Metastasizing Fibrosarcoma in a Wistar Rat – Case Report

Authored by  T Wohrmann*, A Teredesai

Published in Journal of Veterinary Medicine Series A     
* This author is not affiliated with PMI.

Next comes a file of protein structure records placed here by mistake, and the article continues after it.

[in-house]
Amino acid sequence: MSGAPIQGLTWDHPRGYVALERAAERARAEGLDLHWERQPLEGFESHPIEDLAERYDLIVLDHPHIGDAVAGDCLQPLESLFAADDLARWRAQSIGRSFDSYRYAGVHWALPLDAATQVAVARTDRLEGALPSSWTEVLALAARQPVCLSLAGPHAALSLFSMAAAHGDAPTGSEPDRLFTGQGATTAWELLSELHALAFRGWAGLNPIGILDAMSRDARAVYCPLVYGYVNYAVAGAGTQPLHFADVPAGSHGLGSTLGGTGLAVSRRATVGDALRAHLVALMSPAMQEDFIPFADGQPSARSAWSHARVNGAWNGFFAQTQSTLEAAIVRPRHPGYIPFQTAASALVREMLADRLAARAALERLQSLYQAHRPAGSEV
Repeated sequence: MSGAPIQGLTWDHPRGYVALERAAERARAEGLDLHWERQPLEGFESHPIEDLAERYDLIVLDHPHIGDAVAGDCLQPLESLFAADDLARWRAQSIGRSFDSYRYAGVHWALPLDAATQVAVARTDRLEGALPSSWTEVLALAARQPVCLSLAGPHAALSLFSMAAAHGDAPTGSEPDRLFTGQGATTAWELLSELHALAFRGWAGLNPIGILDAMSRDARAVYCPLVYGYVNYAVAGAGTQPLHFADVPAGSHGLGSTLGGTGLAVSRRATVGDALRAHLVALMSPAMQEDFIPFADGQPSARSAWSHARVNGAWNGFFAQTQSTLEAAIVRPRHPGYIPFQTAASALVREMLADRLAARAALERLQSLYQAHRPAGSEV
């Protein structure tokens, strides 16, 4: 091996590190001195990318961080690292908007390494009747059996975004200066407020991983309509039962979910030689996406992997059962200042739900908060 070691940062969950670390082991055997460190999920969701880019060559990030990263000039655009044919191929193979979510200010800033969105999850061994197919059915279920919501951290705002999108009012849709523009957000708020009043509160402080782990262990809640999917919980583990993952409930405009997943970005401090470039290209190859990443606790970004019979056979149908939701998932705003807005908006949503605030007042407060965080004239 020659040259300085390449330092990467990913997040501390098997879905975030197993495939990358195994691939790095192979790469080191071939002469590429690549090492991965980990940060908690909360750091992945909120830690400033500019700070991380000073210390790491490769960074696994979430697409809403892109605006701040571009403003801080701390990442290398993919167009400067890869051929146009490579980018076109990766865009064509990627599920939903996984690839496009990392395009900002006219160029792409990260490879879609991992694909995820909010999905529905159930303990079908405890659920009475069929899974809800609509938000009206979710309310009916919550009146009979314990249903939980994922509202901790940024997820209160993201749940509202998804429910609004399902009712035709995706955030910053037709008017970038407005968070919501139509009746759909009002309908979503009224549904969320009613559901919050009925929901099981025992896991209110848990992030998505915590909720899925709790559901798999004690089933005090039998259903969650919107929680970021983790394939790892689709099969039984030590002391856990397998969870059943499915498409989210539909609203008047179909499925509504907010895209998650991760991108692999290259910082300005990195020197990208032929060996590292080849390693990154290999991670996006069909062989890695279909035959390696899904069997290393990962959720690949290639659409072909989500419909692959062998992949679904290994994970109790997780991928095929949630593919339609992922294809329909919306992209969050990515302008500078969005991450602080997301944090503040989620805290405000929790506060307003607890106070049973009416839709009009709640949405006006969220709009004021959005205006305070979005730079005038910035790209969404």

A 19-month-old male control Wistar rat from a 30-month inhalation study showed a subcutaneous greyish-white mass extending from the throat to the thoracic cavity. The rat had been euthanized because of its poor general condition. Histologically, the mass was diagnosed as a fibrosarcoma infiltrating the masseter muscle with metastases in the lungs, liver and heart. The primary tumour was characterized by fusiform spindle cells producing various amounts of interlacing bundles of collagen. The cells formed a characteristic herringbone pattern and mitotic figures were frequent. The histological parameters of the metastases were practically identical to those seen in the primary tumour. The diagnosis was confirmed by trichrome staining and positive immunostaining for vimentin and was differentiated from leiomyosarcomas by its negative immunostaining for desmin, from schwannomas by its negative immunostaining for S-100 and from malignant fibrous histiocytomas by the absence of giant cells. The incidence of fibrosarcomas in Wistar rats is very low (up to 3%) and metastasis is rarely observed.